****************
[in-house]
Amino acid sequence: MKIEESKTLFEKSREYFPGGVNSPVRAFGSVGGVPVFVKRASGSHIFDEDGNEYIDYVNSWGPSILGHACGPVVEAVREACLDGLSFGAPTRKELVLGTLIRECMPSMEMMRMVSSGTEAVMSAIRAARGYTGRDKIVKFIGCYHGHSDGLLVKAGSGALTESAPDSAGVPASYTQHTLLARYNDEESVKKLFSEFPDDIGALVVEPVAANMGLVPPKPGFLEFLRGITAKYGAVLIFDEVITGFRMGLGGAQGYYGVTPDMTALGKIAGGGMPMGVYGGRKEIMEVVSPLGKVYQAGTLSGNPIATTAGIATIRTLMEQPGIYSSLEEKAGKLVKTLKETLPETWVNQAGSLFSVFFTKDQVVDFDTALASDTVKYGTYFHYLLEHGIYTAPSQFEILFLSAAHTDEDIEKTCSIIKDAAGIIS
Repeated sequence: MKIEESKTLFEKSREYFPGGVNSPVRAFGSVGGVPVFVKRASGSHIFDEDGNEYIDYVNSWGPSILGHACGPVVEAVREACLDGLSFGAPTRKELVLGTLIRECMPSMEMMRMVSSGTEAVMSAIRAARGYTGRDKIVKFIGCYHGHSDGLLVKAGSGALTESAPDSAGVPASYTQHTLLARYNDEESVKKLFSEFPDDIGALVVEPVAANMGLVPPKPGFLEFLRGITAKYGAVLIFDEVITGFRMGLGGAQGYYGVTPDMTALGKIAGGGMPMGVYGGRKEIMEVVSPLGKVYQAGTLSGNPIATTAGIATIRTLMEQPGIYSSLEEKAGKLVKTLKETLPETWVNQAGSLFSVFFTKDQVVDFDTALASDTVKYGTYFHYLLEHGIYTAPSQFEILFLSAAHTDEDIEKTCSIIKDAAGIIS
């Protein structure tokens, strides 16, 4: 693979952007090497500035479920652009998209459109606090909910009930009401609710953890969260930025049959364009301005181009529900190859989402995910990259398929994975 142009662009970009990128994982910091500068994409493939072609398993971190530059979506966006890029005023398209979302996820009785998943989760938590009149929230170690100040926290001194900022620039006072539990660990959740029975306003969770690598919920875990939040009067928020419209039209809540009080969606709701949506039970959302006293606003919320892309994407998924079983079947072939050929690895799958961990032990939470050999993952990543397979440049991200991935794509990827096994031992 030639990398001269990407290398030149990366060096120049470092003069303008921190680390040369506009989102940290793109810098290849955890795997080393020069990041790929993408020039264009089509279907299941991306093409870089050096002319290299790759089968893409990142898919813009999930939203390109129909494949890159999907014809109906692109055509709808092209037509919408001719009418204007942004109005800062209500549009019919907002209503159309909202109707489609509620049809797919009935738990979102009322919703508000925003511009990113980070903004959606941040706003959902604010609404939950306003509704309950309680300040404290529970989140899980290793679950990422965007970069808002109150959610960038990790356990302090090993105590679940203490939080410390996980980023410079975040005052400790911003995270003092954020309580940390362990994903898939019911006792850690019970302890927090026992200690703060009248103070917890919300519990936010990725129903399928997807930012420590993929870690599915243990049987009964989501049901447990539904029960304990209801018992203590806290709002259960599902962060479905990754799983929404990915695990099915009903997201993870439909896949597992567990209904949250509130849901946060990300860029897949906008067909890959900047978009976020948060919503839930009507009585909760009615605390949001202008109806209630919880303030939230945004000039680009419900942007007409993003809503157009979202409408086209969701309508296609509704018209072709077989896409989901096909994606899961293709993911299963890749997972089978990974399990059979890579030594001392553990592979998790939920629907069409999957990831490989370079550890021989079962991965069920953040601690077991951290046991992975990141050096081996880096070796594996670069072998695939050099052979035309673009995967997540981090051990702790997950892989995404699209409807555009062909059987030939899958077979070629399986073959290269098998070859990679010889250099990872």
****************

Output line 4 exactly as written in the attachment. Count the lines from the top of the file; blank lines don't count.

């Protein structure tokens, strides 16, 4: 693979952007090497500035479920652009998209459109606090909910009930009401609710953890969260930025049959364009301005181009529900190859989402995910990259398929994975 142009662009970009990128994982910091500068994409493939072609398993971190530059979506966006890029005023398209979302996820009785998943989760938590009149929230170690100040926290001194900022620039006072539990660990959740029975306003969770690598919920875990939040009067928020419209039209809540009080969606709701949506039970959302006293606003919320892309994407998924079983079947072939050929690895799958961990032990939470050999993952990543397979440049991200991935794509990827096994031992 030639990398001269990407290398030149990366060096120049470092003069303008921190680390040369506009989102940290793109810098290849955890795997080393020069990041790929993408020039264009089509279907299941991306093409870089050096002319290299790759089968893409990142898919813009999930939203390109129909494949890159999907014809109906692109055509709808092209037509919408001719009418204007942004109005800062209500549009019919907002209503159309909202109707489609509620049809797919009935738990979102009322919703508000925003511009990113980070903004959606941040706003959902604010609404939950306003509704309950309680300040404290529970989140899980290793679950990422965007970069808002109150959610960038990790356990302090090993105590679940203490939080410390996980980023410079975040005052400790911003995270003092954020309580940390362990994903898939019911006792850690019970302890927090026992200690703060009248103070917890919300519990936010990725129903399928997807930012420590993929870690599915243990049987009964989501049901447990539904029960304990209801018992203590806290709002259960599902962060479905990754799983929404990915695990099915009903997201993870439909896949597992567990209904949250509130849901946060990300860029897949906008067909890959900047978009976020948060919503839930009507009585909760009615605390949001202008109806209630919880303030939230945004000039680009419900942007007409993003809503157009979202409408086209969701309508296609509704018209072709077989896409989901096909994606899961293709993911299963890749997972089978990974399990059979890579030594001392553990592979998790939920629907069409999957990831490989370079550890021989079962991965069920953040601690077991951290046991992975990141050096081996880096070796594996670069072998695939050099052979035309673009995967997540981090051990702790997950892989995404699209409807555009062909059987030939899958077979070629399986073959290269098998070859990679010889250099990872």